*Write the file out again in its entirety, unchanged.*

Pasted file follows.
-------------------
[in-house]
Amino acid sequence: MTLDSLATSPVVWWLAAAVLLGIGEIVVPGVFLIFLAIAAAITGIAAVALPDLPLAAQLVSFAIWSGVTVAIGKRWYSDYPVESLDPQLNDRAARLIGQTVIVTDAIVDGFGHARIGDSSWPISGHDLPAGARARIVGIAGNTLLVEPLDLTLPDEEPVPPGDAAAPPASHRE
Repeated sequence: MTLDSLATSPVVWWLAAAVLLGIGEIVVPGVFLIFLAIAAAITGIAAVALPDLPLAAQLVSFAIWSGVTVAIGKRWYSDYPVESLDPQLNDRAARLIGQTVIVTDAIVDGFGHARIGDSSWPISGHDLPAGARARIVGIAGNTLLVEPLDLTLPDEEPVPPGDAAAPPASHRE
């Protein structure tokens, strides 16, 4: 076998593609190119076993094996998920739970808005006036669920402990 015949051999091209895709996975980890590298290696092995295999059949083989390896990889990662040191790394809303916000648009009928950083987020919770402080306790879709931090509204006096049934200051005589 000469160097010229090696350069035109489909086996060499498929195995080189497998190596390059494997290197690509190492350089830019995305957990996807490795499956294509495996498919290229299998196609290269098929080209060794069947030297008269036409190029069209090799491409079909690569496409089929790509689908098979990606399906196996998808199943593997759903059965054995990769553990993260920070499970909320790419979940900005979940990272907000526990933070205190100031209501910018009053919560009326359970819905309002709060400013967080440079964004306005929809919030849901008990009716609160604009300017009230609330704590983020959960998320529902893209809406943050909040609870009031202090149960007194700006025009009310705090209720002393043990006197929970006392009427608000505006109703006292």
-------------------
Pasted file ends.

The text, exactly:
[in-house]
Amino acid sequence: MTLDSLATSPVVWWLAAAVLLGIGEIVVPGVFLIFLAIAAAITGIAAVALPDLPLAAQLVSFAIWSGVTVAIGKRWYSDYPVESLDPQLNDRAARLIGQTVIVTDAIVDGFGHARIGDSSWPISGHDLPAGARARIVGIAGNTLLVEPLDLTLPDEEPVPPGDAAAPPASHRE
Repeated sequence: MTLDSLATSPVVWWLAAAVLLGIGEIVVPGVFLIFLAIAAAITGIAAVALPDLPLAAQLVSFAIWSGVTVAIGKRWYSDYPVESLDPQLNDRAARLIGQTVIVTDAIVDGFGHARIGDSSWPISGHDLPAGARARIVGIAGNTLLVEPLDLTLPDEEPVPPGDAAAPPASHRE
């Protein structure tokens, strides 16, 4: 076998593609190119076993094996998920739970808005006036669920402990 015949051999091209895709996975980890590298290696092995295999059949083989390896990889990662040191790394809303916000648009009928950083987020919770402080306790879709931090509204006096049934200051005589 000469160097010229090696350069035109489909086996060499498929195995080189497998190596390059494997290197690509190492350089830019995305957990996807490795499956294509495996498919290229299998196609290269098929080209060794069947030297008269036409190029069209090799491409079909690569496409089929790509689908098979990606399906196996998808199943593997759903059965054995990769553990993260920070499970909320790419979940900005979940990272907000526990933070205190100031209501910018009053919560009326359970819905309002709060400013967080440079964004306005929809919030849901008990009716609160604009300017009230609330704590983020959960998320529902893209809406943050909040609870009031202090149960007194700006025009009310705090209720002393043990006197929970006392009427608000505006109703006292």